One feature I really liked from my old Xfinity router were the push notifications it sent when new devices first joined my wireless network. In this post we’re recreating that functionality on an OpenWRT access point/router with the Telegram API.


Create a Telegram bot

Creating a bot is super simple. First, start a converation with BotFather. He will guide you through creating a new bot!

Josh:       /newbot
BotFather:  Pick a name.
Josh:       My Bot
BotFather:  Pick a nickname.
Josh:       myBot
            Done! Congratulations on your new bot,
            Use this token to access the HTTP API:
            Keep your token secure, it can be used to control your bot.

Now create a group chat in the Telegram app and invited my new bot. To retrieve that group chat’s telegram “ID”, you can invoke getUpdates to see all active chats your bot is in (which should just be the single one you added it to). I use jq to parse the returned JSON.

NOTE: if this is a group chat you’ll need to do some extra steps - see this StackOverflow post

[UPDATE] An even easier way to get the chat id is by signing into the web version of telegram and looking for the chat id query parameter!

Replace $APIKEY with your api key.

curl$APIKEY/getUpdates| jq

The response will look someting like this.

  "ok": true,
  "result": [
      "update_id": 999999999,
      "message": {
        "message_id": 1,
        "from": {
          "id": XXXXXXXXXXX,
          "is_bot": false,
          "first_name": "Josh",
          "language_code": "en"
        "chat": {
          "id": XXXXXXXXXXX,
          "first_name": "Josh",
          "type": "private"

You’ll want to take note of the value you see in place of XXXXXXXXXX, which represents the $CHATID below.

We then make a simple GET request formatted like below. Note the word “bot” preceding your API key.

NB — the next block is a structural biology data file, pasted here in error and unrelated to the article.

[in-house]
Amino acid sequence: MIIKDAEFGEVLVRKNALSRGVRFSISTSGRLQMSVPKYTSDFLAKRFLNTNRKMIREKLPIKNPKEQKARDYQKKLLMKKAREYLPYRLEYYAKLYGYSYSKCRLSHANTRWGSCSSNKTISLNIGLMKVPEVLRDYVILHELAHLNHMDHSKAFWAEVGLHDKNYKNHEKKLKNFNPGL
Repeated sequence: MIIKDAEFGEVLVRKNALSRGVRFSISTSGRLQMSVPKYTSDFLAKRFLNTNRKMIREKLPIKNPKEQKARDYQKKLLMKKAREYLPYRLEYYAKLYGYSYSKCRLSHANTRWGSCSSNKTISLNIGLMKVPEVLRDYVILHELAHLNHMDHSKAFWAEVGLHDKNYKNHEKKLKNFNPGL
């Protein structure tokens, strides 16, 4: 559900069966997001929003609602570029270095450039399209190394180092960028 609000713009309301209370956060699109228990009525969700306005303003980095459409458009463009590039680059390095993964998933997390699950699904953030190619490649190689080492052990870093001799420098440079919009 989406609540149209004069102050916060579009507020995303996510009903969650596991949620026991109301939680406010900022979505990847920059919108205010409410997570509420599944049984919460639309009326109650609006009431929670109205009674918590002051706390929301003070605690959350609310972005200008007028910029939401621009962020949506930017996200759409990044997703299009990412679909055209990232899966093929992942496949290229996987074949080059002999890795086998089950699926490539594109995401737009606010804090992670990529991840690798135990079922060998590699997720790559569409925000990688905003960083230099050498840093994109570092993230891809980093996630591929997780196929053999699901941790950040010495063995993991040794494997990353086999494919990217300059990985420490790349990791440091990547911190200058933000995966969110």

Replace $APIKEY, $CHATID, and $MSG appropriately.


The $MSG field can be anything url encoded. That’s the message you’ll receive in the telegram group chat from your bot.

Configure Your OpenWRT router

Install hostapd-utils

Thanks to this post, I found a really elegant way to to only run my script on an association (connect/disconnect) from my access point.

On your router, install the package hostapd-utils and configure it to run our script on each interface you’d like it to watch. For example if you have a guest SSID on the 2.4GHz band and your “main” SSID on both bands, you’ll have three interfaces you need to set up. Make sure to install hostapd-utils. The rest we will be wrapping into a script to run on each boot.

opkg install hostapd-utils

hostapd_cli -a/root/ -B -iwlan0
hostapd_cli -a/root/ -B -iwlan0-1
hostapd_cli -a/root/ -B -iwlan1


I have three scripts in total. (1) A script I run on each boot, (2) a script run on an association event to my access point, and (3) a script to manually run through all active associations. These scripts can be anywhere on your router. For this example, i’m placing the script in /root, naming them and, and

Boot Script

The boot script is run once on boot. We’re going to invoke our boot script from /etc/rc.local.


exit 0

This script alerts us that our router has restarted, and also sets up the connection events to listen for. Due to a race condition, I just simply sleep for 20 seconds before setting up the events. I then run to catch any associations i’ve missed in that 20 seconds.

Manual Script

This script simply loops through and fetches every MAC address currently associated with the AP. Then it checks against a local cache of “seen” MAC addresses. If the grep fails on that file, we first make an API call to to get a rough idea of the device. The first half of a (non-spoofed) MAC address indicates the device vendor! It will then send a Telegram message to my phone with the device’s information.

Event Script

This script will run when a device associates (or dissociates) with the access point. It is automatically called by hostapd through the setup we did in the boot script above. If it finds a match, it works just like the script above, logging the MAC in the shared cache and sending a Telegram message.

The script will now run each time a device starts talking with your AP. While not resiliant to MAC spoofing, it is a quick and easy way to keep an eye on new devices joining your networks :)

A simple, barebones template to script telegram message can be seen below.


# Sends a telegram message to your bot!



/usr/bin/curl "$TELEGRAM$MESSAGE" 

Usage: ./ "Hello World!"